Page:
Theresa D. Schaede, Plaintiff-appellant, v. the Boeing Company, Defendant-appellee, 72 F.3d 138 (10th Cir. 1995)Annotate this Case
ORDER AND JUDGMENT1
Before TACHA and BARRETT, Circuit Judges, and BROWN,** Senior District Judge.
After examining the briefs and appellate record, this panel has determined unanimously that oral argument would not materially assist the determination of this appeal. See Fed. R. App. P. 34(a); 10th Cir. R. 34.1.9. The case is therefore ordered submitted without oral argument.
Plaintiff appeals from the grant of summary judgment in favor of defendant in this employment discrimination action. Plaintiff complains of reverse racial discrimination, gender discrimination, hostile working environment, violation of the Equal Pay Act, and retaliation. In a thorough and thoughtful order, the district court noted plaintiff's failure to file timely administrative objections regarding certain alleged incidents, and then went on to hold she had not demonstrated the existence of a triable issue with respect to any of her claims. We affirm.
We review the disposition of a summary judgment motion de novo, using the same standard employed by the district court. Wolf v. Prudential Ins. Co., 50 F.3d 793, 796 (10th Cir. 1995). That is, although we view the record in a light most favorable to the party opposing the motion, we will affirm summary judgment when there is no genuine issue of material fact and the moving party is entitled to judgment as a matter of law. Roberts v. Wells Fargo AG Credit Corp., 990 F.2d 1169, 1171 (10th Cir. 1993).
A corollary to this standard, dealing with the sequence and character of the parties' respective burdens, is especially important here. Once the movant demonstrates the absence of factual issues negating its legal entitlement to judgment, the opposing party must present specific evidence disputing those dispositive matters for which she carries the burden of proof. Wolf, 50 F.3d at 796. Accordingly, this court has stressed that, on appeal, it is the appellant's duty to muster, identify, and argue, by particularized reference, the evidence necessary to challenge summary judgment, and that, " [i]n the absence of such specific reference, we will not search the record in an effort to determine whether there exists dormant evidence which might require submission of the case to a jury." Thomas v. Wichita Coca-Cola Bottling Co., 968 F.2d 1022, 1025 (10th Cir.), cert. denied, 113 S. Ct. 635 (1992); see, e.g., Gross v. Burggraf Constr. Co., 53 F.3d 1531, 1546 (10th Cir. 1995). This duty also derives from a general rule of appellate advocacy: " 'The brief of the appellant shall contain ... an argument.... The argument shall contain the contentions of the appellant with respect to the issues presented, and the reasons therefor, with citations to the authorities, statutes and parts of the record relied on.' " United States v. Edwards, Nos. 94-5202, 94-5003, 94-5203, 94-5204, 1995 WL 621785 at * 6 (10th Cir. Oct. 24, 1995) (quoting Fed. R. App. P. 28(a) (5)); see also SEC v. Thomas, 965 F.2d 825, 827 (10th Cir. 1992).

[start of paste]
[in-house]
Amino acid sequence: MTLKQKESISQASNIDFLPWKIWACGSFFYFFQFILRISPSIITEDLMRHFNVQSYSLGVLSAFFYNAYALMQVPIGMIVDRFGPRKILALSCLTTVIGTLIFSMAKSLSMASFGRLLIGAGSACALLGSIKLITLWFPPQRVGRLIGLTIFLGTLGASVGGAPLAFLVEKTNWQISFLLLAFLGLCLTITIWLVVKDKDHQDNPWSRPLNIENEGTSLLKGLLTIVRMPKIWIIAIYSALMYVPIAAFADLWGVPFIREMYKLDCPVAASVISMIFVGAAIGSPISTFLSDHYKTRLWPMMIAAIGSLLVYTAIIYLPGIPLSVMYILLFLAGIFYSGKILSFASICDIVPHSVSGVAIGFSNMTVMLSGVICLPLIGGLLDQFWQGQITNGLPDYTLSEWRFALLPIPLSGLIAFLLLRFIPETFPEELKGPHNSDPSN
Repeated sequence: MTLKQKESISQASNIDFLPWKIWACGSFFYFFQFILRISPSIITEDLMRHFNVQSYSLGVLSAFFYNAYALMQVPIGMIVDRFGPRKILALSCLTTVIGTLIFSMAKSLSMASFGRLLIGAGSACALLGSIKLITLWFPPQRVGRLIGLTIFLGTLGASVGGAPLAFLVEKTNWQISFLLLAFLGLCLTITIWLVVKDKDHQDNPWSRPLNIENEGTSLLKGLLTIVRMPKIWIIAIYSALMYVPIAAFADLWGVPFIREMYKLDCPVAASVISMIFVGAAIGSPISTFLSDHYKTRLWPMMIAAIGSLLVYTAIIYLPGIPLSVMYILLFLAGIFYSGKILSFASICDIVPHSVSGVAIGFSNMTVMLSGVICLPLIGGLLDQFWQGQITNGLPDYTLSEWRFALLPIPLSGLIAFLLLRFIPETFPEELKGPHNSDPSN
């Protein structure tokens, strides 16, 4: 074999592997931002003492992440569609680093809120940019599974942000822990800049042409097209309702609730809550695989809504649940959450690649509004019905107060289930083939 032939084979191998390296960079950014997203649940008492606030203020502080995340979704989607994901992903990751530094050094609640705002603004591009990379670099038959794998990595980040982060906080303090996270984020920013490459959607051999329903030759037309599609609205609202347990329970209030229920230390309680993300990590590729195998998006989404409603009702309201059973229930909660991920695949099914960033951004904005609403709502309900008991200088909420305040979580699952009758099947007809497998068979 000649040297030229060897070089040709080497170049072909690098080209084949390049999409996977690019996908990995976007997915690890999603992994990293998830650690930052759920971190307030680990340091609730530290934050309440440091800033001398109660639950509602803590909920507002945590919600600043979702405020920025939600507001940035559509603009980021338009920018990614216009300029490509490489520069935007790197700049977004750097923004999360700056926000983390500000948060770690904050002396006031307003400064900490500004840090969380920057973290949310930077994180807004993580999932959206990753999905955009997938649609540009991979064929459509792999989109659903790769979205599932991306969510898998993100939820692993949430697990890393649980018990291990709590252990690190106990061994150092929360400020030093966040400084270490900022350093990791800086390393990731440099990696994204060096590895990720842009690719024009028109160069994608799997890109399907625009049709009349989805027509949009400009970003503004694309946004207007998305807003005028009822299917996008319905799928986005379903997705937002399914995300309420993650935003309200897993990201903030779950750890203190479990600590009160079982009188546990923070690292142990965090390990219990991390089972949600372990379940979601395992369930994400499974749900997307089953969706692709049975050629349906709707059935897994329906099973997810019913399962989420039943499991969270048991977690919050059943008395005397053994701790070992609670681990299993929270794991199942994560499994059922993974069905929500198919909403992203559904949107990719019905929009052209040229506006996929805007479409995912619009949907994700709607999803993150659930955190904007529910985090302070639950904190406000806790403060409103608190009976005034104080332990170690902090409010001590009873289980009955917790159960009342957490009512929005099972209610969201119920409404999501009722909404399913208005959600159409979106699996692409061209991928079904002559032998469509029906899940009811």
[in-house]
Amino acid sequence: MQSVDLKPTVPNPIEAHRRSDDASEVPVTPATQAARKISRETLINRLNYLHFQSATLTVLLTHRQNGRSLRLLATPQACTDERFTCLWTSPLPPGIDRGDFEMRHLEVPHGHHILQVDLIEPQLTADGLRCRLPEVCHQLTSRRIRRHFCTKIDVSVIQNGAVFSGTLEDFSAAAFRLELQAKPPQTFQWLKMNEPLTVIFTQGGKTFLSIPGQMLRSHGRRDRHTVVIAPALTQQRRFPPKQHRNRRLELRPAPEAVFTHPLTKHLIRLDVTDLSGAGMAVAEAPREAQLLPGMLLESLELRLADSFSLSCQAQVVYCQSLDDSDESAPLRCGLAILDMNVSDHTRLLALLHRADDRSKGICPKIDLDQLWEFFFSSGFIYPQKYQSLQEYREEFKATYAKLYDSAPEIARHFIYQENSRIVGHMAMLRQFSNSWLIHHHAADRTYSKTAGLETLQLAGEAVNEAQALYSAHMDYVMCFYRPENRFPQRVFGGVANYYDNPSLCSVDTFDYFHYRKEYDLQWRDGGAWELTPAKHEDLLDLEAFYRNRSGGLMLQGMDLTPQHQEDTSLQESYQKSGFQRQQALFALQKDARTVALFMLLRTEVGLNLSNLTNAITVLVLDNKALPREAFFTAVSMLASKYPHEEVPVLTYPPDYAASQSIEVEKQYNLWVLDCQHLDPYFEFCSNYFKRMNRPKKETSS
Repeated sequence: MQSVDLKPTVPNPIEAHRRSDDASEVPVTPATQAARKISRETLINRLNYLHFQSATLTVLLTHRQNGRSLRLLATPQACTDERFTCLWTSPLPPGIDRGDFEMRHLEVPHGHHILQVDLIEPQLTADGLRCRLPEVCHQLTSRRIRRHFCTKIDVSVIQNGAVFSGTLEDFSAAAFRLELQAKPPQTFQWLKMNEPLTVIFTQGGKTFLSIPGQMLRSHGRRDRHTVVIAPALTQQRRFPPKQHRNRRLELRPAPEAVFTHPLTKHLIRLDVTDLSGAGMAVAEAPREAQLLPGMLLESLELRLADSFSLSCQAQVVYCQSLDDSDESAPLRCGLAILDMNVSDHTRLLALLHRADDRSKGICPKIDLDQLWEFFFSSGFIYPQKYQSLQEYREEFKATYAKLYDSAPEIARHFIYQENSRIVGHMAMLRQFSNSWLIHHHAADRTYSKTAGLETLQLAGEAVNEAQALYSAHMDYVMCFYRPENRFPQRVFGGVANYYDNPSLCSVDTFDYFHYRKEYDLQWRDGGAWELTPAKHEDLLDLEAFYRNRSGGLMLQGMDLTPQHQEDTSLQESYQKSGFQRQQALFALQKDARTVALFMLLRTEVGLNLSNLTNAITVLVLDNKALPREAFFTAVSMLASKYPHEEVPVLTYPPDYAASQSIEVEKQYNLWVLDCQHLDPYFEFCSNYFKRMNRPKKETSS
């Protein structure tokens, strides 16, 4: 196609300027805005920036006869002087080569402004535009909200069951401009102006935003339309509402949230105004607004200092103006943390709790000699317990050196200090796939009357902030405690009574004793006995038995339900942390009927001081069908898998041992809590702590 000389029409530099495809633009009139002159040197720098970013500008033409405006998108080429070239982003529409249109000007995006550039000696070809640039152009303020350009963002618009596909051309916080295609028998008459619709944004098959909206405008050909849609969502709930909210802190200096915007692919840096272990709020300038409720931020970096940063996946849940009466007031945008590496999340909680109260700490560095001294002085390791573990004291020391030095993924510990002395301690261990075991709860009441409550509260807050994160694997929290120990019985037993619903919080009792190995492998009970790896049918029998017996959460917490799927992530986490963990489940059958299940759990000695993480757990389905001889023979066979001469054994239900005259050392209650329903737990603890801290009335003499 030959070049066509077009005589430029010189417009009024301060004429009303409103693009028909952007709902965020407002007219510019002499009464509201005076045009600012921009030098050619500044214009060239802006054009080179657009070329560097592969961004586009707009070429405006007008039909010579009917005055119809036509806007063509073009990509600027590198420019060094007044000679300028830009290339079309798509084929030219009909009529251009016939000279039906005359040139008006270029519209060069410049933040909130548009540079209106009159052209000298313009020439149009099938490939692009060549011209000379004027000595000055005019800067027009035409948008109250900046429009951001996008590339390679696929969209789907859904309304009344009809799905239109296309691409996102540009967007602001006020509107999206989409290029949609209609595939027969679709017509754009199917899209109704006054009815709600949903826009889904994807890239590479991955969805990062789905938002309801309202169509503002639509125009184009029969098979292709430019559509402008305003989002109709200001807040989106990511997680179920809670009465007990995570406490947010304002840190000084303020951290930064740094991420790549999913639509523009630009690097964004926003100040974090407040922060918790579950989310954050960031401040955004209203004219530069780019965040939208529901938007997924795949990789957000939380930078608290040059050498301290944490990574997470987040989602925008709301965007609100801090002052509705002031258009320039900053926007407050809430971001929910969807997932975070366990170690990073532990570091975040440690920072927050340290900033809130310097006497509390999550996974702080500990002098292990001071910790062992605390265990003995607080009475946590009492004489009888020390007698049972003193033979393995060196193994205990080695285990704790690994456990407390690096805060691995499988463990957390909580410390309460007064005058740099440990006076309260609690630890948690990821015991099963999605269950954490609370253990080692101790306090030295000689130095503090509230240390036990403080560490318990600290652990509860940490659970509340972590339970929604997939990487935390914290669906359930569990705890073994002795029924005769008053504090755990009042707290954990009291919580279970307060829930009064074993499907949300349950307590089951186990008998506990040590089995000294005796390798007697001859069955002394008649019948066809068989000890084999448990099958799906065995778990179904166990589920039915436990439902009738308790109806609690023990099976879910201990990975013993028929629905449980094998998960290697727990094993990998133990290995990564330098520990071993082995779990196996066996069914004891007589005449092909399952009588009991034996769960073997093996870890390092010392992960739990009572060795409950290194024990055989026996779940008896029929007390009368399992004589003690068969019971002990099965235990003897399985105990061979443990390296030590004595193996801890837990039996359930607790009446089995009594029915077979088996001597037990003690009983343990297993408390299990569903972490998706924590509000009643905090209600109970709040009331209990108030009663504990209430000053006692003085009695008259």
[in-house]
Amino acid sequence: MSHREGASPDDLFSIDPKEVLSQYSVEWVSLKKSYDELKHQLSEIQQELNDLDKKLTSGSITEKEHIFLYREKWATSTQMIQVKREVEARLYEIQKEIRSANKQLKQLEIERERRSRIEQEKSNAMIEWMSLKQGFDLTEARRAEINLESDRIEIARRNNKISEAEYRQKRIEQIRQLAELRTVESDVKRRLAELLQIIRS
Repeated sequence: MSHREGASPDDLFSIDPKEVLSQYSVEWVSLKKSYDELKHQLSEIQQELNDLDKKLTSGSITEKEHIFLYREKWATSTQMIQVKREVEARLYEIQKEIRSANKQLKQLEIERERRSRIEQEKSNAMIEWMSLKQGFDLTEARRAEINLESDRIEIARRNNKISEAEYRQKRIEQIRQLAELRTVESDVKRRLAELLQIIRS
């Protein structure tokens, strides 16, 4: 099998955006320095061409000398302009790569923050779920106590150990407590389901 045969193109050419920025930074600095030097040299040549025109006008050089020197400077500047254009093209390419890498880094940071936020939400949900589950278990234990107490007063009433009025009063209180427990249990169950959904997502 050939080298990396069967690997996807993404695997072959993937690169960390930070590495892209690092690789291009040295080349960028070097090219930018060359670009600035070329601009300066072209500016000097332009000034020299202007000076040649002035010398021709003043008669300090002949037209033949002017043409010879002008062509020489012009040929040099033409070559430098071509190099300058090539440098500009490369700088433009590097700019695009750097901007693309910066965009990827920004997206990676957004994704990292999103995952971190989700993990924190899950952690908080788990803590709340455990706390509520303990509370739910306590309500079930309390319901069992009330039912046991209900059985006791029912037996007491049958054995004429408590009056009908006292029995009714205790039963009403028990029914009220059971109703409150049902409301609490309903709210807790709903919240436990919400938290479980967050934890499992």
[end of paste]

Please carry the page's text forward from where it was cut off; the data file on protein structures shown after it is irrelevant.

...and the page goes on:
Plaintiff's opening brief2 has an introductory "Statement of the Facts" containing a lengthy, discursive account of her employment with defendant. However, this amalgamation of background information, potentially relevant complaint, and incidental aspersion is not systematically tied by reference to the later legal/argumentative sections of the brief, some of which are devoid of particularized factual or evidentiary references of their own. In effect, plaintiff has presented a mass of miscellaneous material and left it to this court to collect, organize, and articulate the cumulative legal significance of pertinent items therein with respect to each of her various claims. This court does not construct or flesh out an appellant's arguments; rather, it is the appellant's responsibility to tie the salient facts, supported by specific record citation, to her legal contentions. See Gross, 53 F.3d at 1546. For reasons similar to those informing the decisions cited above, " [such] an appellate [judicial] supplementation of the nonmovant's presentation would not be fair to either the movant or the district court." Thomas, 968 F.2d at 1025.
As for those appellate issues facially supported by proper factual and legal argument, our review thereof has not persuaded us of the existence of any reversible error in either the procedure followed or the dispositive analysis articulated by the district court. We therefore affirm the entry of summary judgment in defendant's favor for substantially the reasons stated in the district court's memorandum and order.
The judgment of the United States District Court for the District of Kansas is AFFIRMED.
This order and judgment is not binding precedent, except under the doctrines of law of the case, res judicata, and collateral estoppel. The court generally disfavors the citation of orders and judgments; nevertheless, an order and judgment may be cited under the terms and conditions of the court's General Order filed November 29, 1993. 151 F.R.D. 470
Honorable Wesley E. Brown, Senior District Judge, United States District Court for the District of Kansas, sitting by designation
Plaintiff's single-page reply brief consists of a request that we disregard defendant's answer brief on the ground that it was filed several days late. We deny that request